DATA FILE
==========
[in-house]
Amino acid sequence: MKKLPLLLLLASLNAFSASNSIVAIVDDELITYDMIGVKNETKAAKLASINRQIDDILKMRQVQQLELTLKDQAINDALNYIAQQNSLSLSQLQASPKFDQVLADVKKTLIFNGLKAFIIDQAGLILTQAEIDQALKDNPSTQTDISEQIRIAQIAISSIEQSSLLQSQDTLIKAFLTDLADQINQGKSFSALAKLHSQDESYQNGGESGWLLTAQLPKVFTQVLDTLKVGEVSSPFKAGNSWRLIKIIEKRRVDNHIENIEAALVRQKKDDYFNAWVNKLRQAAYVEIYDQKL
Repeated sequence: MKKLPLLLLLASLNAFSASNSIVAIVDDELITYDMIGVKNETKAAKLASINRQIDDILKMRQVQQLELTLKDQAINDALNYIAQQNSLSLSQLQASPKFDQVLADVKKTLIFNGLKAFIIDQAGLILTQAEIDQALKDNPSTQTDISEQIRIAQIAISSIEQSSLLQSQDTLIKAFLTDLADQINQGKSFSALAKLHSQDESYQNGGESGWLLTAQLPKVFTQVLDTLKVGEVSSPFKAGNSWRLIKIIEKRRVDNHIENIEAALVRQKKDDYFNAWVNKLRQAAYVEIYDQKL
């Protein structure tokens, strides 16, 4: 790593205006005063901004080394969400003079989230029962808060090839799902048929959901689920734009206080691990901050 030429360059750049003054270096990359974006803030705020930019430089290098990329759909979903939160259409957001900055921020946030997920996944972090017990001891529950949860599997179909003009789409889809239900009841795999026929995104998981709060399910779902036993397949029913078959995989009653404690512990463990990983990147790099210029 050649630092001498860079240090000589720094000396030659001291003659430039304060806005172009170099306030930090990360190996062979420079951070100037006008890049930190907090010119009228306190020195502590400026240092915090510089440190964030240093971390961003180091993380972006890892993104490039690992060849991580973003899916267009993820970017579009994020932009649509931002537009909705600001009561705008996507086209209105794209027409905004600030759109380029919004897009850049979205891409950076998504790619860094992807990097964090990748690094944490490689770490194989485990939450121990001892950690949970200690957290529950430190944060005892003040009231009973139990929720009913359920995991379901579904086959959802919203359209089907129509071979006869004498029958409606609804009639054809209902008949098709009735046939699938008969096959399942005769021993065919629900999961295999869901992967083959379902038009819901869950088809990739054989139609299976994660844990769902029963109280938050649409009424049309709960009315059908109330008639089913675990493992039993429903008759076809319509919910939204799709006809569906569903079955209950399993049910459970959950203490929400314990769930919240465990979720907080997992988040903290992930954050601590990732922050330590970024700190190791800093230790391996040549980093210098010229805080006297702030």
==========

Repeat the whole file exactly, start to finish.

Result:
[in-house]
Amino acid sequence: MKKLPLLLLLASLNAFSASNSIVAIVDDELITYDMIGVKNETKAAKLASINRQIDDILKMRQVQQLELTLKDQAINDALNYIAQQNSLSLSQLQASPKFDQVLADVKKTLIFNGLKAFIIDQAGLILTQAEIDQALKDNPSTQTDISEQIRIAQIAISSIEQSSLLQSQDTLIKAFLTDLADQINQGKSFSALAKLHSQDESYQNGGESGWLLTAQLPKVFTQVLDTLKVGEVSSPFKAGNSWRLIKIIEKRRVDNHIENIEAALVRQKKDDYFNAWVNKLRQAAYVEIYDQKL
Repeated sequence: MKKLPLLLLLASLNAFSASNSIVAIVDDELITYDMIGVKNETKAAKLASINRQIDDILKMRQVQQLELTLKDQAINDALNYIAQQNSLSLSQLQASPKFDQVLADVKKTLIFNGLKAFIIDQAGLILTQAEIDQALKDNPSTQTDISEQIRIAQIAISSIEQSSLLQSQDTLIKAFLTDLADQINQGKSFSALAKLHSQDESYQNGGESGWLLTAQLPKVFTQVLDTLKVGEVSSPFKAGNSWRLIKIIEKRRVDNHIENIEAALVRQKKDDYFNAWVNKLRQAAYVEIYDQKL
């Protein structure tokens, strides 16, 4: 790593205006005063901004080394969400003079989230029962808060090839799902048929959901689920734009206080691990901050 030429360059750049003054270096990359974006803030705020930019430089290098990329759909979903939160259409957001900055921020946030997920996944972090017990001891529950949860599997179909003009789409889809239900009841795999026929995104998981709060399910779902036993397949029913078959995989009653404690512990463990990983990147790099210029 050649630092001498860079240090000589720094000396030659001291003659430039304060806005172009170099306030930090990360190996062979420079951070100037006008890049930190907090010119009228306190020195502590400026240092915090510089440190964030240093971390961003180091993380972006890892993104490039690992060849991580973003899916267009993820970017579009994020932009649509931002537009909705600001009561705008996507086209209105794209027409905004600030759109380029919004897009850049979205891409950076998504790619860094992807990097964090990748690094944490490689770490194989485990939450121990001892950690949970200690957290529950430190944060005892003040009231009973139990929720009913359920995991379901579904086959959802919203359209089907129509071979006869004498029958409606609804009639054809209902008949098709009735046939699938008969096959399942005769021993065919629900999961295999869901992967083959379902038009819901869950088809990739054989139609299976994660844990769902029963109280938050649409009424049309709960009315059908109330008639089913675990493992039993429903008759076809319509919910939204799709006809569906569903079955209950399993049910459970959950203490929400314990769930919240465990979720907080997992988040903290992930954050601590990732922050330590970024700190190791800093230790391996040549980093210098010229805080006297702030």